Friday, August 3, 2018


Since the 1970s, health care policymakers in the U.S. have debated the morality and legality of  Euthanasia. Much of that debate stems from a conceptual framework that has been a critically adapted from ancient/medieval thought, especially Roman Catholicism.

The term "euthanasia" has it's origin in the Greek terms "eu" and "thanos," which means literally "good death." For most of us steeped in Western culture, "good death" seems self-contradictory. Most of us regard death as the supreme "objective harm" that all of us seek to avoid, unless we have a good reason to not avoid it. Other objective harms include pain, disability, and loss of pleasure. For a utilitarian, a "good death," is contextual, referring to the "least worst" alternative among those objective harmful consequences. Hence, one might argue that in at least some contexts, a quick painless death is preferable to a long life of intractable, excruciating pain; or a life of extreme disability. This raises an empirical question. Are there levels of pain and/or disability that are worse than death, and therefore, if given the choice, would most rational/competent adults choose death over suffering? If so, do other have a right or a duty to kill those persons?

For better or worse, the euthanasia debate in the US involves two issues: First, is the person requesting death a rational competent adult? Second, if it is morally acceptable (or morally required) to assist others in bringing about a painless is it better to actively kill that person or passively allow that person die, naturally? 

According to J.S. Mill (and other libertarians) rational competent adults "own their bodies" and therefore have a right to do whatever they want to do with those bodies, as long as they don't harm others.  However, the debate over euthanasia can also be framed in Kantian terms in the form of a "right to live," "right to die," and/or the "duty to live" and/or the "duty to die?" If all humans have a "right to life," then the rest of us have a perfect duty to "keep them alive" by providing provide food, clothing, shelter, and/or heath care. On the other hand, Roman Catholics argue that the "right to life" includes a self-regarding "duty to live," which suggests that, at least to a certain degree, we are morally responsible for staying alive and keeping others alive.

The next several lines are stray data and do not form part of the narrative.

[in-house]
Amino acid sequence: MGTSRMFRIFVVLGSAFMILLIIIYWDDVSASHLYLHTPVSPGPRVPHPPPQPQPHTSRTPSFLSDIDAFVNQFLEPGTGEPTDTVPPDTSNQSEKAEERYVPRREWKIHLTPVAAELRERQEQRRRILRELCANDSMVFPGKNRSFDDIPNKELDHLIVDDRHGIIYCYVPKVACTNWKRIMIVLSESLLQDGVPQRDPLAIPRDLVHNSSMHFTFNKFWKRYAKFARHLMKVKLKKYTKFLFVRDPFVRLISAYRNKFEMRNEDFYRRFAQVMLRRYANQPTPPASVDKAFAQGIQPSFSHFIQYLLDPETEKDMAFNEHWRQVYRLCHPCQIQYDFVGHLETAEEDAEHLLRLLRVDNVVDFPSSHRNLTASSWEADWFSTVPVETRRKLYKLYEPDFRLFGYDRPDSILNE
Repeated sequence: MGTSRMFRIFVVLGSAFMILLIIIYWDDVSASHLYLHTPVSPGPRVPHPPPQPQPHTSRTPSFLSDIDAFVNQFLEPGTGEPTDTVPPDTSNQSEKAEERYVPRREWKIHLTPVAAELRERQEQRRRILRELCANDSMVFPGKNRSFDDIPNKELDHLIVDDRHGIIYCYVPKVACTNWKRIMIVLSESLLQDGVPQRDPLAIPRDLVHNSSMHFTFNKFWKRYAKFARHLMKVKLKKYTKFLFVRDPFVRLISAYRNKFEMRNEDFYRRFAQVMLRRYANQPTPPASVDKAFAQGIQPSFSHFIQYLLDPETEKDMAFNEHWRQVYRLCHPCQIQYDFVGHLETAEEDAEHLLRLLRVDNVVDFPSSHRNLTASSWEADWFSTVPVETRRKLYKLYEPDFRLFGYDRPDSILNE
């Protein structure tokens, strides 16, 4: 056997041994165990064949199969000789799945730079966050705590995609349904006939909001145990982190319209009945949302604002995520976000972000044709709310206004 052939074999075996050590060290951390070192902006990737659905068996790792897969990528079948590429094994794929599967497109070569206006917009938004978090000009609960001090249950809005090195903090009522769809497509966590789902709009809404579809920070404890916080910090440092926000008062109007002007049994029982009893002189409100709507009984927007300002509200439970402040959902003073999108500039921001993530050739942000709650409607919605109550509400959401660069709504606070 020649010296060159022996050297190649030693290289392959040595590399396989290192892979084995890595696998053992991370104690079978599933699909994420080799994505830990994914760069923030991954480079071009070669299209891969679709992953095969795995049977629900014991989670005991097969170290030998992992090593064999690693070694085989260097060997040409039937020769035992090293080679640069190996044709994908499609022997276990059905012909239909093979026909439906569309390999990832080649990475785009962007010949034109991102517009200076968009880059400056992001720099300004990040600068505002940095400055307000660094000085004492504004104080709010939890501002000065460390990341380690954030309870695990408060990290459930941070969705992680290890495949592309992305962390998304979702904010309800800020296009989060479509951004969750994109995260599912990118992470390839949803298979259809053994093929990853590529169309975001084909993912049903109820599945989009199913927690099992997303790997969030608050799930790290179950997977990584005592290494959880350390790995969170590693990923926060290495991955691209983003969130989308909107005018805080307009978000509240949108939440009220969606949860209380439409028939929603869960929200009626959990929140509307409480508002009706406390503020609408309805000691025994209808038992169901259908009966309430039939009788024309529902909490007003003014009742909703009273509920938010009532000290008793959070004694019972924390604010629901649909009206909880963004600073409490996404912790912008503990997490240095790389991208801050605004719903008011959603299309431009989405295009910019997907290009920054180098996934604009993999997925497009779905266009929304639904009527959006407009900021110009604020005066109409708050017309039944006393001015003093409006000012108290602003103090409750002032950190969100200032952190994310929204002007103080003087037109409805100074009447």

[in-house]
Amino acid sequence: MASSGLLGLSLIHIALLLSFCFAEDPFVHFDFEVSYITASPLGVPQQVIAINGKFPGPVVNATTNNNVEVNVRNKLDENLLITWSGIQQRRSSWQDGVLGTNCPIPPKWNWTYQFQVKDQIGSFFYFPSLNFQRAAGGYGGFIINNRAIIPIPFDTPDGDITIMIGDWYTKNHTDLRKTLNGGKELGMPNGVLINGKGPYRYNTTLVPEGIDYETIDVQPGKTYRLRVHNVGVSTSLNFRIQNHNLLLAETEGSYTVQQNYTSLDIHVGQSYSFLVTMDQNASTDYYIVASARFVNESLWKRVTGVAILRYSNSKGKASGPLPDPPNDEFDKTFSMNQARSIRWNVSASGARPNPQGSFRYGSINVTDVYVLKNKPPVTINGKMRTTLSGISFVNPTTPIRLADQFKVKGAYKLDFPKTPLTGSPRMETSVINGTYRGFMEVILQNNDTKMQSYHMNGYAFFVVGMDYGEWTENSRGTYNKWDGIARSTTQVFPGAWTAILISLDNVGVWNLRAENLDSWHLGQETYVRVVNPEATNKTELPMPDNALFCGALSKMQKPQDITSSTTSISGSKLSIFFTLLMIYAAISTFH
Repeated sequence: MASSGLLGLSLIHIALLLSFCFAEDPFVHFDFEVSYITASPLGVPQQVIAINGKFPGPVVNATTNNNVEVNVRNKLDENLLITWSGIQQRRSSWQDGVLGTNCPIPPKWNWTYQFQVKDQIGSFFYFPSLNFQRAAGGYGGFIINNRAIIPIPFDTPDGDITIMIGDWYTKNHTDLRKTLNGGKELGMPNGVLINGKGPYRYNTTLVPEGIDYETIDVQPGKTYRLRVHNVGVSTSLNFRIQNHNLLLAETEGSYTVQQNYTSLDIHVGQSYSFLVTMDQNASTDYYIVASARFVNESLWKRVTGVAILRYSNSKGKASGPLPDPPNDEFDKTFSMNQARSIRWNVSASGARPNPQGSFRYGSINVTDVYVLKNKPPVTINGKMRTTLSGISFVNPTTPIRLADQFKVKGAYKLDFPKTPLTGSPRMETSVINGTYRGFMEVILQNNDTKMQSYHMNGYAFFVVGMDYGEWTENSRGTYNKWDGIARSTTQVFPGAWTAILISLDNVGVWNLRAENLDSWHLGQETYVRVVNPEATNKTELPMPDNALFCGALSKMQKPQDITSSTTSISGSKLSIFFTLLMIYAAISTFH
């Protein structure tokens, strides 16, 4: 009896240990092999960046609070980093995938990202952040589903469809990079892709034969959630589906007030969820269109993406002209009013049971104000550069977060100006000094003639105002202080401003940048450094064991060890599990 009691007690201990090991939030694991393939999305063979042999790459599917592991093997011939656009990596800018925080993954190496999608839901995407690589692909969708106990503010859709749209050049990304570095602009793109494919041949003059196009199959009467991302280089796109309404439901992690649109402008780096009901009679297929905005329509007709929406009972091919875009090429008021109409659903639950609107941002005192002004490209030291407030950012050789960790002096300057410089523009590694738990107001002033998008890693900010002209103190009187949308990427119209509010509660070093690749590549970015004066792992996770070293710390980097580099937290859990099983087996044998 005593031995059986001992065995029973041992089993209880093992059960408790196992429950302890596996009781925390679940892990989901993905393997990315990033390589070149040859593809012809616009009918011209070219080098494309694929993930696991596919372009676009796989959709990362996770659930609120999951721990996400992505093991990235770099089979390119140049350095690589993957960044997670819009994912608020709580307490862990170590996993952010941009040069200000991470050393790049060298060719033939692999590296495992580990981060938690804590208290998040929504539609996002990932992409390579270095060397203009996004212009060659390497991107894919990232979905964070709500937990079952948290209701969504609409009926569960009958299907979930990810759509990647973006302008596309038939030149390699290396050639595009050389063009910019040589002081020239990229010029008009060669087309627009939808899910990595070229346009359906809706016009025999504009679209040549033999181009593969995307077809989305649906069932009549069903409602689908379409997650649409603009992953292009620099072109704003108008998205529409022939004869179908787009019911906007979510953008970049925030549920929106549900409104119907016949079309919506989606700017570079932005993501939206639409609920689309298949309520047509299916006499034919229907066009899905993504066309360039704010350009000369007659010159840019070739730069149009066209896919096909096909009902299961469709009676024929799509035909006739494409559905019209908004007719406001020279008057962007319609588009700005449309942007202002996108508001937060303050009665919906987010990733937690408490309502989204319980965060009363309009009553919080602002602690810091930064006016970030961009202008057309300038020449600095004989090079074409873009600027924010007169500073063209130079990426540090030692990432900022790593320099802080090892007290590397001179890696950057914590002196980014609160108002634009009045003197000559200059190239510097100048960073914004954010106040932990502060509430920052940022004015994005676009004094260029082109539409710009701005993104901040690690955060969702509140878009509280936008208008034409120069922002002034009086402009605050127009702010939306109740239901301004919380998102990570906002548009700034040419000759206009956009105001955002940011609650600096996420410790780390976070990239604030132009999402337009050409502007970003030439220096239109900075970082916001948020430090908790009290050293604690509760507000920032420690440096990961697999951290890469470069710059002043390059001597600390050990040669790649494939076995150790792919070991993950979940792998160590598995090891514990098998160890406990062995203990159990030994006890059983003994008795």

Theologically speaking, Catholicism argues that "life is a gift from God." Because, God is (by definition) "omnipresent, omniscient, omnipotent, and good," the gift of life is of infinite value. Therefore, choosing to die is tantamount to refusing that gift. Hence, the decision when and how to die, must be left to nature, which was created by God. Therefore, in all contexts, actively killing other persons is a priori wrong, including the active euthanasia, death penalty, and killing in war. However, Roman Catholicism also posits a right and a duty to defend yourself, therefore killing others in self defense is at least sometimes justified. At least some wars are just, and therefore killing others in a just war, is morally acceptable. In short, the "right to life" is contextual, and therefore, must include all forms of killing.

If euthanasia is justified, then the next question is: How to do it?" Active euthanasia says that "A kills B for beneficent reasons." Passive euthanasia says that "A allows B to die, for beneficent reasons." Today, passive euthanasia involves withholding life-saving treatment. Since, the 1970s a series of Supreme Court cases established that it is legally acceptable to withhold all forms of medical treatment, including respiratory technologies, food and hydration. Several states have legalized active euthanasia via various combinations of drugs...often the same drugs that are used in capital punishment.

There is also a third Roman Catholic alternative, called "double-effect euthanasia." It is based on the Catholic notion that it's always wrong to kill someone, however we also have a duty to minimize pain and suffering. Therefore, double-effect euthanasia occurs when you can foresee two effects of your actions, one is "good" (easing pain and suffering) and the other is "bad" (causal involvement in death). Roman Catholicism, therefore, argues that it is morally acceptable to give high doses of morphine to dying patients, knowing that that does will hasten their death... but only if your intention is to remove pain and not kill. Today, most people who die take pain-relieving drugs, even though everyone knows they will die earlier, as a consequence. 

In sum, over the years, the arguments for and against active euthanasia have remained, essentially, the same. Arguments in favor focus on liberty (informed consent), beneficence (remove harms), and utility (wasting health care resources). Arguments against focus on non-maleficence (Hippocratic Oath, "Do no Harm."), justice (killing poor sick people), and utility (slippery slope arguments, "Allow passive euthanasia and eventually we'll be killing people who can't afford treatment).

Finally, it is important to note that the drugs that are typically used to ease pain and suffering are highly addictive, and that the ongoing drug war now focuses on physicians that unnecessarily prescribe those drugs. Thus, one unanticipated consequence of the war on drugs, might be an increase in pain and suffering of patients.    

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